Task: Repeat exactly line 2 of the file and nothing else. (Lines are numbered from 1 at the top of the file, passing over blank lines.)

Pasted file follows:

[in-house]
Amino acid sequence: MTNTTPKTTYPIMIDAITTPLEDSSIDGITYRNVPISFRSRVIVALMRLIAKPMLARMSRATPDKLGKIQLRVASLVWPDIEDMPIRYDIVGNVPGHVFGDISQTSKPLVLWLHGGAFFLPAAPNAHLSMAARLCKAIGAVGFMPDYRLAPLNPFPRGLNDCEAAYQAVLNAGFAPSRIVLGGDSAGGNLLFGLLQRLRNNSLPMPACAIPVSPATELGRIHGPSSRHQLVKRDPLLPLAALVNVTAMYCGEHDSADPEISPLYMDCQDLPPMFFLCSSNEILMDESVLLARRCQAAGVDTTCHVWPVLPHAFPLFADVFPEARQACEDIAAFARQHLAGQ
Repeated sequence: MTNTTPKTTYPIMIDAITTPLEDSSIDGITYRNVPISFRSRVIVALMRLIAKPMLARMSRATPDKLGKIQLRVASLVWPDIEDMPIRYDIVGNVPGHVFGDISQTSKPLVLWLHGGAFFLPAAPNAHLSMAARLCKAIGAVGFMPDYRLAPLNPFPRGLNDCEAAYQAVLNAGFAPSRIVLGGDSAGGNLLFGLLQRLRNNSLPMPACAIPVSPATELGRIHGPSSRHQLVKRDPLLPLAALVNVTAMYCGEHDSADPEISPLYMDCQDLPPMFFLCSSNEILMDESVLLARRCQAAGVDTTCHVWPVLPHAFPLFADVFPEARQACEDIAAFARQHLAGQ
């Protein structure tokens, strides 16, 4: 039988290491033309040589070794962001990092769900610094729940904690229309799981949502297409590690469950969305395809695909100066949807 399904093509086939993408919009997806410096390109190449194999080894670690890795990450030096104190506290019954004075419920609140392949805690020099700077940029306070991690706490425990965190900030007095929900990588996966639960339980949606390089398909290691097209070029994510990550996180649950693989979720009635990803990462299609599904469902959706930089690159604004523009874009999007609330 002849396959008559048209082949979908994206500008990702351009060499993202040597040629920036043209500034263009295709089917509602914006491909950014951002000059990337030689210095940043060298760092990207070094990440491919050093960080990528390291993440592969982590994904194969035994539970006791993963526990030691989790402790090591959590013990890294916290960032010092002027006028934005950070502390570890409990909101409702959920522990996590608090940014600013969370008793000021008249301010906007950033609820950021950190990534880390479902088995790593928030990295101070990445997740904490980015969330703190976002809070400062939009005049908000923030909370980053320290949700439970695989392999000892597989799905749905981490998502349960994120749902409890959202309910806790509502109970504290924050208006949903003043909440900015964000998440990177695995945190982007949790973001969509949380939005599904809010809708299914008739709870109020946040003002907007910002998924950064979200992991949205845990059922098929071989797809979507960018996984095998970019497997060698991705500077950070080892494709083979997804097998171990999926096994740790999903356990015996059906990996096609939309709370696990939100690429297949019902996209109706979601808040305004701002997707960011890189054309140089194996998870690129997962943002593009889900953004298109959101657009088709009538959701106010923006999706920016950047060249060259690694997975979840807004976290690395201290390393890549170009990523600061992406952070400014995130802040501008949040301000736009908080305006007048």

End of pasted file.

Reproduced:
Amino acid sequence: MTNTTPKTTYPIMIDAITTPLEDSSIDGITYRNVPISFRSRVIVALMRLIAKPMLARMSRATPDKLGKIQLRVASLVWPDIEDMPIRYDIVGNVPGHVFGDISQTSKPLVLWLHGGAFFLPAAPNAHLSMAARLCKAIGAVGFMPDYRLAPLNPFPRGLNDCEAAYQAVLNAGFAPSRIVLGGDSAGGNLLFGLLQRLRNNSLPMPACAIPVSPATELGRIHGPSSRHQLVKRDPLLPLAALVNVTAMYCGEHDSADPEISPLYMDCQDLPPMFFLCSSNEILMDESVLLARRCQAAGVDTTCHVWPVLPHAFPLFADVFPEARQACEDIAAFARQHLAGQ